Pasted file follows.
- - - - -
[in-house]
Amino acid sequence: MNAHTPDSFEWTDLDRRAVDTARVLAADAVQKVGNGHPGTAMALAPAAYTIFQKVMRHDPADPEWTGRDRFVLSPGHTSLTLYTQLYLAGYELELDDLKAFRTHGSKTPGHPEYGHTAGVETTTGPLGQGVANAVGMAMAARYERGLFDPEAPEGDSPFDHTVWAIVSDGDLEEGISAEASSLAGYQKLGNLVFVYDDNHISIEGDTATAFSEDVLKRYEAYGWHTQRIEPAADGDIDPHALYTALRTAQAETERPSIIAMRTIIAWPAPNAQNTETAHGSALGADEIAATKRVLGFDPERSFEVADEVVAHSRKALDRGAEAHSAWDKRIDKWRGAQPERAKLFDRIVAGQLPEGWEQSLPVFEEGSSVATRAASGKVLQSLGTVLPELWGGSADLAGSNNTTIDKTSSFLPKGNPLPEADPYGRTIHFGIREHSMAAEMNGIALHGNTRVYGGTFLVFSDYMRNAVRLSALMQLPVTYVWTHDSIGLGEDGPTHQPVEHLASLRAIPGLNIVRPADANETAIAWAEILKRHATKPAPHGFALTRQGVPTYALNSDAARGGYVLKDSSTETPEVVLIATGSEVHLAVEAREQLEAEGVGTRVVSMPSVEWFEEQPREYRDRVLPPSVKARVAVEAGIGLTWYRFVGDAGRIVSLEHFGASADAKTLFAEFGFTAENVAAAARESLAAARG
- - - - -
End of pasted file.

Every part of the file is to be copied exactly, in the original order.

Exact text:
[in-house]
Amino acid sequence: MNAHTPDSFEWTDLDRRAVDTARVLAADAVQKVGNGHPGTAMALAPAAYTIFQKVMRHDPADPEWTGRDRFVLSPGHTSLTLYTQLYLAGYELELDDLKAFRTHGSKTPGHPEYGHTAGVETTTGPLGQGVANAVGMAMAARYERGLFDPEAPEGDSPFDHTVWAIVSDGDLEEGISAEASSLAGYQKLGNLVFVYDDNHISIEGDTATAFSEDVLKRYEAYGWHTQRIEPAADGDIDPHALYTALRTAQAETERPSIIAMRTIIAWPAPNAQNTETAHGSALGADEIAATKRVLGFDPERSFEVADEVVAHSRKALDRGAEAHSAWDKRIDKWRGAQPERAKLFDRIVAGQLPEGWEQSLPVFEEGSSVATRAASGKVLQSLGTVLPELWGGSADLAGSNNTTIDKTSSFLPKGNPLPEADPYGRTIHFGIREHSMAAEMNGIALHGNTRVYGGTFLVFSDYMRNAVRLSALMQLPVTYVWTHDSIGLGEDGPTHQPVEHLASLRAIPGLNIVRPADANETAIAWAEILKRHATKPAPHGFALTRQGVPTYALNSDAARGGYVLKDSSTETPEVVLIATGSEVHLAVEAREQLEAEGVGTRVVSMPSVEWFEEQPREYRDRVLPPSVKARVAVEAGIGLTWYRFVGDAGRIVSLEHFGASADAKTLFAEFGFTAENVAAAARESLAAARG